I nodded, surprised that I cared so much. Shade had been after me for the past two months to get it together and help him make some sort of plans for our wedding. I had told him whatever he wanted was fine with me, but he refused to let me off the hook. “You’re not going to leave it all up to me,” he had said. “I’m not taking the blame if you aren’t happy with your wedding.”
I wasn’t the planning type. I would have been happy getting married in the living room with only my sisters, Iris, and Hanna there. But a month ago, something had happened that had thrown my laissez-faire attitude out the window. Now I was scrambling to make up for my procrastination.
A month ago, during August, I had traveled with Camille to Otherworld in order to find the last Keraastar Knight. Shortly before that, Greta had shown up. Greta was the leader of the Death Maidens, and she had trained me. This time, she had brought with her a message I hadn’t expected.
SIX WEEKS BEFORE the trip to Otherworld:
I was sitting on the bed, clipping my toenails, when I felt a shift in the room. I slowly straightened up, glancing around. Shade was out. He was down at Iris’s, helping Bruce to fix up their greenhouse.
I was feeling on edge. There had been too many unwanted surprises lately, so much so that I felt like I was constantly on high alert. Every noise, every nuance had become an instant alarm. Anything that shifted the energy had raised a red flag until we checked it out.
The constant vigilance was tiring, especially since Camille and Menolly had moved out right before the Summer Solstice. Everything about the past few months had felt off-kilter as I learned how to live in a house that had suddenly emptied out. Oh, Shade was still with me, yes, and Rozurial was still living out in the studio. Maggie and Hanna were with us. But the rooms seemed to echo with the absence of life.
Over in the corner, a figure began to form in a haze of mist. I reached for my dagger, but then relaxed when I recognized the familiar face.
The woman had long hair that waved past her shoulders, the coppery red strands the same color as Menolly’s. On her forehead, she bore the same mark that I did—the silhouette of a black scythe, gleaming like obsidian. Her arms were a vision in vivid black and orange, covered with tattoos of autumn leaves and vines that twined their way up to her shoulders. Again, they were the same as the tattoos on my arms. The leaves burned with color, vibrant and alive. The woman wore a sheer robe the color of twilight over a long gown, and a wreath of autumn leaves wound around her head.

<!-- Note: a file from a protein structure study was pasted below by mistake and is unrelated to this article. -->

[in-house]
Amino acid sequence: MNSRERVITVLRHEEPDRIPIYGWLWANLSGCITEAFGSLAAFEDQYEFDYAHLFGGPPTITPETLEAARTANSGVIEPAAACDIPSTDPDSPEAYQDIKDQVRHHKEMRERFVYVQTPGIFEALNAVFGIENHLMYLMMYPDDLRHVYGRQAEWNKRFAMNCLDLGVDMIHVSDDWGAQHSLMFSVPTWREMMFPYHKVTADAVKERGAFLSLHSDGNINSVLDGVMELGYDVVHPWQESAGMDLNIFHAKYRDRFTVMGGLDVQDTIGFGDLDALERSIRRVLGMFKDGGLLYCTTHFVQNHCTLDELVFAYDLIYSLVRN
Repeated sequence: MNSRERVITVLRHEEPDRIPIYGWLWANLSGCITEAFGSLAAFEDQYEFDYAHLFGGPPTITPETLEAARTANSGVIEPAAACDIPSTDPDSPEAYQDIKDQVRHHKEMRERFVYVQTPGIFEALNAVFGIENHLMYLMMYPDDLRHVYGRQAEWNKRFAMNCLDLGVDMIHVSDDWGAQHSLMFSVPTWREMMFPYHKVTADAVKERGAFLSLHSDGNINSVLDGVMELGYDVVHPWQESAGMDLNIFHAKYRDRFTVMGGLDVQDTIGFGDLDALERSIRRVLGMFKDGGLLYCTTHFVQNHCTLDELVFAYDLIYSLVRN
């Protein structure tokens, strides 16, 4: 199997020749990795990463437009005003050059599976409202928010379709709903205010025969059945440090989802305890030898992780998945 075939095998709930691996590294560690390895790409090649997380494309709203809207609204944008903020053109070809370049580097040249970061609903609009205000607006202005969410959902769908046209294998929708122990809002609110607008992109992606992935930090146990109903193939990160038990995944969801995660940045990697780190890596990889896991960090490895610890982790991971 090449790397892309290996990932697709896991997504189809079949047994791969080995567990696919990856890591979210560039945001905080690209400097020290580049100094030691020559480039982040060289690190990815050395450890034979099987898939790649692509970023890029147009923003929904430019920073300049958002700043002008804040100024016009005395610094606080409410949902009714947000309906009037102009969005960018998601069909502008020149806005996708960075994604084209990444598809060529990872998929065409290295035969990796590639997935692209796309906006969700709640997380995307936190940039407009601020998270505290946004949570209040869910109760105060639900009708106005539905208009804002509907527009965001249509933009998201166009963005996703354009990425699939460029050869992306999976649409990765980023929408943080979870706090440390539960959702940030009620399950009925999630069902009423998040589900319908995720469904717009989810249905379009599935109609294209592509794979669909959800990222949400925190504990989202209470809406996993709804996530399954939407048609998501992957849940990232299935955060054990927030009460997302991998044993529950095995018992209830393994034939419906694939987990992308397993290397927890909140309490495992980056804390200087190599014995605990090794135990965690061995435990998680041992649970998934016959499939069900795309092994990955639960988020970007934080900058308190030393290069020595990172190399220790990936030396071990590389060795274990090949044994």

“Greta, I’m surprised to see you. Is anything wrong?”
It had been a while since I had talked to Greta. She was as corporeal as I was, yet she was long dead. She was my trainer, and had become a friend in the process. She lived in Haseofon—the home of the Autumn Lord’s Death Maidens.
“I know. We’ve been giving you time to acclimate to your newest changes.”
I had figured as much. Nine months ago, both Shade and I had faced turning points in our lives. A devil-wraith had siphoned off a number of Shade’s abilities. He was half–shadow dragon, half-Stradolan—a shadow walker. The Stradolan were the descendants of the children of the Autumn Lord and Grandmother Coyote. As a race, they were elemental in nature, only taking physical form if they were half-breeds. And the only race they could interbreed with were the shadow dragons. The children were born sterile, but in physical form. The father was always Stradolan, the mother always shadow dragon.
When the devil-wraith attacked us in the middle of the night, it leeched away Shade’s Stradolan powers. The loss had proved to be a major adjustment, and though he still struggled with it, he was doing better than I had expected.
As for me, in that same timeframe, I had found myself suddenly able to see ghosts. The spirits were everywhere, at times disorienting me to the point of nausea. Greta had told me that it was all part of my transition as I settled into my Death Maiden self, but the ability had manifested so swiftly that I had ended up spending two weeks in Haseofon, learning how to harness my control of it. While I couldn’t exactly turn it off, I no longer felt like I was walking in two worlds at once.
“Then what’s happened? What’s wrong?” I realized as I spoke that, for the most part, I expected to hear bad news from any new messenger.
She held up her hand, smiling. “Nothing’s wrong, but I bring you a message from the Autumn Lord.”